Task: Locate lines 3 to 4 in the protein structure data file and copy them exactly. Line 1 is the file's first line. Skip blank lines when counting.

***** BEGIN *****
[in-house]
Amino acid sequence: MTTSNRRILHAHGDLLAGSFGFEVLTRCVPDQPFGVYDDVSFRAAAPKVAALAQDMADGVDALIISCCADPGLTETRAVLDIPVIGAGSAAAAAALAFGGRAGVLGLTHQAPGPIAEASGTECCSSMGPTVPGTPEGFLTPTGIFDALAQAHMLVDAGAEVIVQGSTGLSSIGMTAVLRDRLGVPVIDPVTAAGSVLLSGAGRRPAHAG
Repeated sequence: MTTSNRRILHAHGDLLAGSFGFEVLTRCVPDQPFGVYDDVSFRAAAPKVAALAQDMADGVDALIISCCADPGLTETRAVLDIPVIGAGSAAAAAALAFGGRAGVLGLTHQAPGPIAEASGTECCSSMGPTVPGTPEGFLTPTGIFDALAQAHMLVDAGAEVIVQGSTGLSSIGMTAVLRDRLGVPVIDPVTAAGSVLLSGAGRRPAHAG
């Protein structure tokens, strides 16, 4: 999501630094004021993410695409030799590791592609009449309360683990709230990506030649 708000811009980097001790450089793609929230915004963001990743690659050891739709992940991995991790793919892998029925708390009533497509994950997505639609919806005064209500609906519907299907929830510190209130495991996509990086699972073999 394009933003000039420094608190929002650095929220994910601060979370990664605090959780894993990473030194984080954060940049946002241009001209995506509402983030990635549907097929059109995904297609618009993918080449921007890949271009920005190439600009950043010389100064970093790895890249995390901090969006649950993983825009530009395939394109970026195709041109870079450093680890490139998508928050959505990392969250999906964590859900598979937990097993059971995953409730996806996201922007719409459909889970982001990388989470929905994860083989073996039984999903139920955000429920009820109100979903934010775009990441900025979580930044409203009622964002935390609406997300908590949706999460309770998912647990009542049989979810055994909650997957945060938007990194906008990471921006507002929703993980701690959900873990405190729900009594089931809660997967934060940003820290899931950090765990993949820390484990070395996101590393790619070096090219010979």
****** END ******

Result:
Repeated sequence: MTTSNRRILHAHGDLLAGSFGFEVLTRCVPDQPFGVYDDVSFRAAAPKVAALAQDMADGVDALIISCCADPGLTETRAVLDIPVIGAGSAAAAAALAFGGRAGVLGLTHQAPGPIAEASGTECCSSMGPTVPGTPEGFLTPTGIFDALAQAHMLVDAGAEVIVQGSTGLSSIGMTAVLRDRLGVPVIDPVTAAGSVLLSGAGRRPAHAG
């Protein structure tokens, strides 16, 4: 999501630094004021993410695409030799590791592609009449309360683990709230990506030649 708000811009980097001790450089793609929230915004963001990743690659050891739709992940991995991790793919892998029925708390009533497509994950997505639609919806005064209500609906519907299907929830510190209130495991996509990086699972073999 394009933003000039420094608190929002650095929220994910601060979370990664605090959780894993990473030194984080954060940049946002241009001209995506509402983030990635549907097929059109995904297609618009993918080449921007890949271009920005190439600009950043010389100064970093790895890249995390901090969006649950993983825009530009395939394109970026195709041109870079450093680890490139998508928050959505990392969250999906964590859900598979937990097993059971995953409730996806996201922007719409459909889970982001990388989470929905994860083989073996039984999903139920955000429920009820109100979903934010775009990441900025979580930044409203009622964002935390609406997300908590949706999460309770998912647990009542049989979810055994909650997957945060938007990194906008990471921006507002929703993980701690959900873990405190729900009594089931809660997967934060940003820290899931950090765990993949820390484990070395996101590393790619070096090219010979």